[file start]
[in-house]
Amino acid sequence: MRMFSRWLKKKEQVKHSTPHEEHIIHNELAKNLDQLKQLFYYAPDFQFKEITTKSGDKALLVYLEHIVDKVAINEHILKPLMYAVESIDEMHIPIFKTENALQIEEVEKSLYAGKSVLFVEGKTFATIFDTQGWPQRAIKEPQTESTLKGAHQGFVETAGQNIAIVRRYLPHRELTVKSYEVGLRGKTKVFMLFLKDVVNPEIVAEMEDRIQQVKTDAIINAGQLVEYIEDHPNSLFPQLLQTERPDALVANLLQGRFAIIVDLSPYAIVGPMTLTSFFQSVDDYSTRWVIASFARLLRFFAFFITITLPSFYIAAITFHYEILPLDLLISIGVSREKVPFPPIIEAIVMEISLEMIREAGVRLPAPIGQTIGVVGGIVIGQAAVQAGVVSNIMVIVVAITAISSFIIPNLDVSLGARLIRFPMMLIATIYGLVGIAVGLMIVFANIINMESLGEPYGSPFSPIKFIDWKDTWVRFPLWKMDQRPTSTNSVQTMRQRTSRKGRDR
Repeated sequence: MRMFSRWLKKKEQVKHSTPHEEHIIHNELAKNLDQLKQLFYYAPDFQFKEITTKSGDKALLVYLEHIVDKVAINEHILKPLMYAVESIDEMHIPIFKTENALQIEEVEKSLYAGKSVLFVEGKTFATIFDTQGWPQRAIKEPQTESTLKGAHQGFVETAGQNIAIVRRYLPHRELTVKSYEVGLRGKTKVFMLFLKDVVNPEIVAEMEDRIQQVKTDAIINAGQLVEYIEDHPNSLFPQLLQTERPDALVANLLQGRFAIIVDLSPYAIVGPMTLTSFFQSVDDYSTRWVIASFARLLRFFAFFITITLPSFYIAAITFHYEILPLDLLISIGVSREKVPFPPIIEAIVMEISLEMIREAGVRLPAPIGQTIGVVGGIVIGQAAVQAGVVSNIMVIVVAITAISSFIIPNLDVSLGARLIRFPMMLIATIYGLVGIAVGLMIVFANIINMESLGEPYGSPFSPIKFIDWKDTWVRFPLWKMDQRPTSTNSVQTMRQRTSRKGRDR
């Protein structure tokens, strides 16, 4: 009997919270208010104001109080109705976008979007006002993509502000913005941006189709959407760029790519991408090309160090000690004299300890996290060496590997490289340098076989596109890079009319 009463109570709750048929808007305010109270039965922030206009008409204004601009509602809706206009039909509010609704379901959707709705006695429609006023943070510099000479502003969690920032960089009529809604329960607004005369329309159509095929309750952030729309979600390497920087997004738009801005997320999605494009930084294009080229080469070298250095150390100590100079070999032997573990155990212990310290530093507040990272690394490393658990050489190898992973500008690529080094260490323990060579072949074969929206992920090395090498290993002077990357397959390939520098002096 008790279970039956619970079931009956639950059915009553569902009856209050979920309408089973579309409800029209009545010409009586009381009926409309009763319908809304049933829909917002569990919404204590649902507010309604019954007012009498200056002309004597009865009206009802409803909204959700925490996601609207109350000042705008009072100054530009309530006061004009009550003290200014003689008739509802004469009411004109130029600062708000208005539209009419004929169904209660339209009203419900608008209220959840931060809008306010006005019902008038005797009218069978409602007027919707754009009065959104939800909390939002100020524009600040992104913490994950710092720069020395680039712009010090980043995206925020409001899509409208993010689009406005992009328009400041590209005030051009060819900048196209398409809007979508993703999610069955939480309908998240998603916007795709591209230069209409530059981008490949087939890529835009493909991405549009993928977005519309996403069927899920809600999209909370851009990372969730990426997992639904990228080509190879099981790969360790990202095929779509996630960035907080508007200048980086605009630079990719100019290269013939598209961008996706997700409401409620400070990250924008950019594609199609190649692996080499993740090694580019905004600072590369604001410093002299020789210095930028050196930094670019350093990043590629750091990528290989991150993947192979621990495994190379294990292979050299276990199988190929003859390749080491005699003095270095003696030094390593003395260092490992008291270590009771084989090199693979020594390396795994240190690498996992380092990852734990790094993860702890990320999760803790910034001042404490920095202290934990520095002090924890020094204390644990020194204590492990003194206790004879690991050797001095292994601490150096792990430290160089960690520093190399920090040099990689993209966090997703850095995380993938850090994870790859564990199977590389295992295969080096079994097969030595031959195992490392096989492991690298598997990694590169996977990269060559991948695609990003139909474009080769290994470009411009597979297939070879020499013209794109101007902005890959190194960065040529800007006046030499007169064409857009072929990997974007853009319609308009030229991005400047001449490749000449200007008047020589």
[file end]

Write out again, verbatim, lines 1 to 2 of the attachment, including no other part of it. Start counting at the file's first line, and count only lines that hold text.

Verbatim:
[in-house]
Amino acid sequence: MRMFSRWLKKKEQVKHSTPHEEHIIHNELAKNLDQLKQLFYYAPDFQFKEITTKSGDKALLVYLEHIVDKVAINEHILKPLMYAVESIDEMHIPIFKTENALQIEEVEKSLYAGKSVLFVEGKTFATIFDTQGWPQRAIKEPQTESTLKGAHQGFVETAGQNIAIVRRYLPHRELTVKSYEVGLRGKTKVFMLFLKDVVNPEIVAEMEDRIQQVKTDAIINAGQLVEYIEDHPNSLFPQLLQTERPDALVANLLQGRFAIIVDLSPYAIVGPMTLTSFFQSVDDYSTRWVIASFARLLRFFAFFITITLPSFYIAAITFHYEILPLDLLISIGVSREKVPFPPIIEAIVMEISLEMIREAGVRLPAPIGQTIGVVGGIVIGQAAVQAGVVSNIMVIVVAITAISSFIIPNLDVSLGARLIRFPMMLIATIYGLVGIAVGLMIVFANIINMESLGEPYGSPFSPIKFIDWKDTWVRFPLWKMDQRPTSTNSVQTMRQRTSRKGRDR